August night. "We will get the corn in old Carter's lot," said Harry
Meyers. "He has just acres of it, and can spare a bushel or so as well as
not. I suppose you will go with us, Clint?"
Clinton hesitated. "No," said he. "I guess not; and I should think if you
want to roast corn, you could get it out of your own gardens. But if Mr.
Carter's corn is better than any other, why can you not ask him??"
"O, come, now," retorted Harry, "do not let it worry you! Half the fun of
roasting corn is in?in taking it. And don't you come, Clinton?don't. We
would not have you for the world. You are too nice, Mr. Coughin."
Clinton's cheeks flushed red, but he turned away without a word. When Mr.
Carter quizzed Billy Matthews, and found out all about it, Clinton was made
very happy by the old man's words: "It is not every chap that will take the
stand you took. You ought to be thankful that you have the strength to say
In the fall, when Clinton was fifteen, his health began to fail noticeably,
and Dr. Bemis advised a little wine "to build him up."
"Mother," said the boy, after thinking it over, "I am not going to touch
any wine. I can get well without it, I know I can. I do not want liquor,"
he continued. "'Wine is a mocker,' you know. Did you not tell me once that
Zike Hastings, over in East Bloomfield, became a drunkard by drinking wine
when he was sick?"
"Yes, Clinton, I believe I told you so."
"Well, then, I do not want any wine. I have seen Zike Hastings too many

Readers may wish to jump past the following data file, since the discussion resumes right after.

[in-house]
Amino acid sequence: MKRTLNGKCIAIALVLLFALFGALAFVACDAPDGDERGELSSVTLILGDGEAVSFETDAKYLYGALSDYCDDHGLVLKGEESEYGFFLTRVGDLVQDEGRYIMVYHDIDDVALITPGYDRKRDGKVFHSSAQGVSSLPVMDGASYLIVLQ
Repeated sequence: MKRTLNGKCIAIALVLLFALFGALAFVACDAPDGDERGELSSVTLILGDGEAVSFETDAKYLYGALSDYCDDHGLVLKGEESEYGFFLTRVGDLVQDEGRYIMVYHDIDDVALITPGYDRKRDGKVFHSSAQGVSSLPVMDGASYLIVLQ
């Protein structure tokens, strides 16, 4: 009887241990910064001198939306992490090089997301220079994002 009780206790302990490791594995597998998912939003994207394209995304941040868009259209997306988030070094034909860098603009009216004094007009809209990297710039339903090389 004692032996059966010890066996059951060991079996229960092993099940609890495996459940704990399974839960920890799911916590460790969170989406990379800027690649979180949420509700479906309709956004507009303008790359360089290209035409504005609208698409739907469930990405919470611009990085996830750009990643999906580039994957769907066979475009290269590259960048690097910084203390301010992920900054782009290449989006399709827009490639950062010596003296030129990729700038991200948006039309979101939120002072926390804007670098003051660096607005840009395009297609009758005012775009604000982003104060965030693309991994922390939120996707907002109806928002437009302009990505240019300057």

In December Aunt Jennie and Grace made their annual visit. With them came
Uncle Jonathan, who took a great liking to Clinton.
"My boy," said he one day, placing a big hand on the lad's shoulder, "early
in the new year Aunt Jennie and I start for the Pacific Coast. Should you
like to go with us?"
"Well, I rather guess I should!" gasped the surprised boy, clasping his
hands joyfully. "Very well, then, you shall go," returned Uncle Jonathan,
"and your mother, too."
Clinton began to feel better before they were outside of Pennsylvania. When
they had crossed the Mississippi and reached the prairies, his eyes were
sparkling with excitement. The mountains fairly put new life in him. Uncle
Jonathan watched him with pleasure. "Tell me," he said one day, when they
were winding in and out among the Rockies, "what has given you so much
strength of character?"
"Why, it was this way," said Clinton, bringing his eyes in from a chasm
some hundreds of feet below: "one day when I was beginning to recover from
that attack of pneumonia, I saw a lot of the boys romping along, and I felt
pretty bad because I could not romp and play, too; then I thought that if I
could not be strong that way, I could have the strength to do right; so I
began to try, and??"
"Succeeded admirably," said Uncle Jonathan, approvingly. "And, really, my
boy, I see no reason why you should not shout and play to your heart's
content in a few months."
And Uncle Jonathan's words proved true; for Clinton, in a sun-kissed
California valley, grew well and strong in a few months. But through all
his life he will have cause to be glad that he learned the value of the
strength that is gained by resisting temptation, controlling one's spirit,
and obeying the Lord's commands.